Servant leadership posits the leader in a wholly different role and emphasizes that leadership is a group phenomenon. There are no leaders without followers, and leadership always involves interpersonal influence or persuasion. Another critical distinction between servant leadership and other management theories is the leader’s motivation. Under servant leadership, a leader’s motivation derives from a core belief that they are no better than those whom they lead. Shifting practices suggest this is a better way to lead and manage organizations. With NGOs, servant leadership fits well, as it values and embraces grassroots input.


Servant leaders do not stir conflict to their benefit. They do not take action to entrench authoritarianism. They are persuasive, convincing others to work together toward a common good. They reaffirm others, nurturing the gifts and abilities they see in those they lead. They recognize their own limits and harness the strength that comes from many different people and many different skill sets.


First of all, because it works. You get results. There’s a group of companies called the “Firms of Endearment” that practice servant leadership. Maybe they don’t call it servant leadership, but they really do practice it.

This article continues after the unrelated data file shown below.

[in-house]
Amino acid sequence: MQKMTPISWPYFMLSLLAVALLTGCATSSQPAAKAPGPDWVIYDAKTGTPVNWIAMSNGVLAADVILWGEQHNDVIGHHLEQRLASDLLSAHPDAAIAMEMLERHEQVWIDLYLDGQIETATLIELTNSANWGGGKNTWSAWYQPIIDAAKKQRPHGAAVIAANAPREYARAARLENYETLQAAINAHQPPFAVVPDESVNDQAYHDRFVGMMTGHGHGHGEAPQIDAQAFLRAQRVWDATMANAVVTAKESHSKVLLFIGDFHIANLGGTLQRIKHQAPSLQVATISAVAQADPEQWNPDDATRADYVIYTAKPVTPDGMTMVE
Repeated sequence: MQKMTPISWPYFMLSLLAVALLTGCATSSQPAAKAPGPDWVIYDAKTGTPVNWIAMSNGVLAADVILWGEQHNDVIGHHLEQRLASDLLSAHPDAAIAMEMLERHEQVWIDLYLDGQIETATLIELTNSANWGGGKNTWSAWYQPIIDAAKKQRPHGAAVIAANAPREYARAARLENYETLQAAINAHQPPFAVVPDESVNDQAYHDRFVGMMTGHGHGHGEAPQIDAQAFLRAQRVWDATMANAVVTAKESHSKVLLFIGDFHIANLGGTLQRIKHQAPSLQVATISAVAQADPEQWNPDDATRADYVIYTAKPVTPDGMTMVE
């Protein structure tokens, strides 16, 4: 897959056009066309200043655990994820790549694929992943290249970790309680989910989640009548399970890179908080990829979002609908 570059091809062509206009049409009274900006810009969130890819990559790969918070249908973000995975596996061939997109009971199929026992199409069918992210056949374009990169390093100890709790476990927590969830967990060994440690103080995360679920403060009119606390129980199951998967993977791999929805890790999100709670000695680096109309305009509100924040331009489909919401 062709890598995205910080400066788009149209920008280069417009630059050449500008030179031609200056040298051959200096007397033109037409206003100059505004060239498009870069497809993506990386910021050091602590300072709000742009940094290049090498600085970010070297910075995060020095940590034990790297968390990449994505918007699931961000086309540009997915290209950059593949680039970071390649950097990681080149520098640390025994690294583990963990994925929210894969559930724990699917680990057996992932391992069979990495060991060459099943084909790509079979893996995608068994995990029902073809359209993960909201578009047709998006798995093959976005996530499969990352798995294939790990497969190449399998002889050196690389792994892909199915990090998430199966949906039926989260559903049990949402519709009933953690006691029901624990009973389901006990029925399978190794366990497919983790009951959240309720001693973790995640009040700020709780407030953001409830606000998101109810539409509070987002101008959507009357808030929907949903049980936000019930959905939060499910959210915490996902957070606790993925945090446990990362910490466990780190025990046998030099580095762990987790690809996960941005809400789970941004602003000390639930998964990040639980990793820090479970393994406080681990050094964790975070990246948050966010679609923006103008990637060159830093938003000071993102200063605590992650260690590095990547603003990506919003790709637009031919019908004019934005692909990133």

And it is those companies that out perform their peers and it is so much more fulfilling.

But it’s not easy. Servant leadership takes time. Servant leadership takes effort. And servant leadership forces us to really question our values about others. And because of the hard work, people sometimes don’t want to put it in. But for those that do, they see it’s worth it. They see the results.

So many people say, “Yes, I am committed to others, I am a servant leader,” and what they mean by that is “I volunteer and do good things in the community.” And you can volunteer and do good things in the community and not be a servant leader.

There are skills and capabilities of a servant leader that you can work on: listening, empathy, self-awareness are three of the big ones that people can work on.

An effective servant leader is conscious of whether those being served grow as persons, are becoming healthier, wiser, freer, more autonomous and more likely to become servants. In this sense, servant leadership is therefore not about being servile or submissive. It is about making a difference by identifying and meeting the needs of others. Servant leaders can address historical oppressive treatment of diverse people. By rejecting elitism, it offers women, sexual minorities, and other marginalized groups a voice.

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